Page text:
Why Pastrnak (hat trick) wasn’t Bruins’ most important scoring wing in 8-1 win

Matt Kalman
November 26, 2019 - 10:20 pm

David Pastrnak got his sixth regular season NHL hat trick in the Bruins’ 8-1 rout of Montreal, but those weren’t the most important goals Boston scored at Bell Centre on Tuesday.

No, the most crucial goals for the Bruins’ fortunes were not the three scored by Pastrnak or the one scored by Brad Marchand.

We know the Bruins’ Achilles heel: secondary scoring from the wing. It’s what led general manager Don Sweeney to trade for Marcus Johansson at last year’s NHL trade deadline and may have been what cost the Bruins putting up a better fight against Tampa Bay in the second round of the 2018 Stanley Cup playoffs (considering Rick Nash was playing through concussion symptoms).

Well consider the Bruins’ win at Montreal a blueprint for how Boston can make it deep it into June again, and how Sweeney can avoid mortgaging more of his future to bolster the wing.

Of course all Bruins wing scoring starts with Pastrnak, and he was at his best again, running his NHL-leading goal total to 23. Two goals came on shots from the perimeter, and his third came on a redirection from the slot – proving something Bruce Cassidy said about the growth of the 23-year-old’s game after practice Monday.

“I think he’s stronger on pucks, second effort … he’s been stronger using body position around the net. … He’s scoring more goals I think from on top of the crease in the dirty areas. Not just relying on his shot or off the rush. I think that’s one area his game has improved in terms of the offensive side of things.”

And then there’s Marchand, who benefited from a heavy Charlie Coyle forecheck before scoring his goal.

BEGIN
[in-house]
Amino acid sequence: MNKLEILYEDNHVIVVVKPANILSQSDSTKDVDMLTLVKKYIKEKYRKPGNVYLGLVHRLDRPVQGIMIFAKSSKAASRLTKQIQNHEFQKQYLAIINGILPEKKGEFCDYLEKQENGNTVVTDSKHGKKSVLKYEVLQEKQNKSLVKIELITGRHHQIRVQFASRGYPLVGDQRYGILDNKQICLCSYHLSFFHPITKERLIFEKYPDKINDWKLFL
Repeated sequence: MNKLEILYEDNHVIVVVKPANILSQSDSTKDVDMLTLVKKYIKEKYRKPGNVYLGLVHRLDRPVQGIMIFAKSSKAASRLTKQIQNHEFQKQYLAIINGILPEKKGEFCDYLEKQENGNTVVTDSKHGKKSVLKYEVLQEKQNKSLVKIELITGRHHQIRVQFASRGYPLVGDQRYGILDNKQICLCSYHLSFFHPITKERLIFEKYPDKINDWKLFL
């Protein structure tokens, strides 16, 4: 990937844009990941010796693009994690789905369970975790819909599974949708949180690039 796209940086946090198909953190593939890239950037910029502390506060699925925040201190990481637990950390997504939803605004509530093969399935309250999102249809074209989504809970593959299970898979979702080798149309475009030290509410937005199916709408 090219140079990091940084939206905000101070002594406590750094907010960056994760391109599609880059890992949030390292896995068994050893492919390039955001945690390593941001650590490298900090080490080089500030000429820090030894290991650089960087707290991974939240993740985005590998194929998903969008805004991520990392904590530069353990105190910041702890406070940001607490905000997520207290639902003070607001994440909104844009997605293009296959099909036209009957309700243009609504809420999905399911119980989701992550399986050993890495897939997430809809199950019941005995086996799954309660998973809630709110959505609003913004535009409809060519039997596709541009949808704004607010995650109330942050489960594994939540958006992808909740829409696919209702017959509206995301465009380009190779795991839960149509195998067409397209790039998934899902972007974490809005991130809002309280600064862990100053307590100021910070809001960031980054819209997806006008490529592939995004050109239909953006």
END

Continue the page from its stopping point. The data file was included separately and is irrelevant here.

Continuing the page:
But the rest of the wings kept pace with Pastrnak and Marchand for one night. Coyle, playing wing on a line with rookie Jack Studnicka, in his NHL debut, and Jake DeBrusk, had one goal and two assists. DeBrusk scored for the second straight game.

Anders Bjork scored after a steal and indirect pass from Sean Kuraly. Bjork’s beat Montreal goaltender Carey Price over the glove side to make the score 5-1 and end Price’s night. Danton Heinen scored from in front of the net, set up by Studnicka’s first NHL point to provide the 8-1 final.

Imagine a Bruins team with a healthy Patrice Bergeron, plus David Krejci and Charlie Coyle down the middle behind him, and then the likes of DeBrusk, Bjork and Heinen confident and scoring regardless of which center they’re playing with. Imagine Studnicka proving he can center a third line in the NHL, allowing Coyle to continue to produce on the wing, maybe even continuing to help Studnicka out as his right wing.

These are the fantasies that help Sweeney sleep at night, when he might just as often be kept up with the nightmare of packaging picks and prospects for another post-concussion Nash or late-regular-season Johansson. The NHL trade deadline can be a dicey proposition, and if the Bruins can get some semblance of the production they got from their wings in Montreal (not to mention an eventually healthy Karson Kuhlman and Brett Ritchie) on a consistent basis, these Bruins might relieve some of Sweeney’s pre-trade deadline responsibilities, as well as drive the Bruins deep into the postseason.

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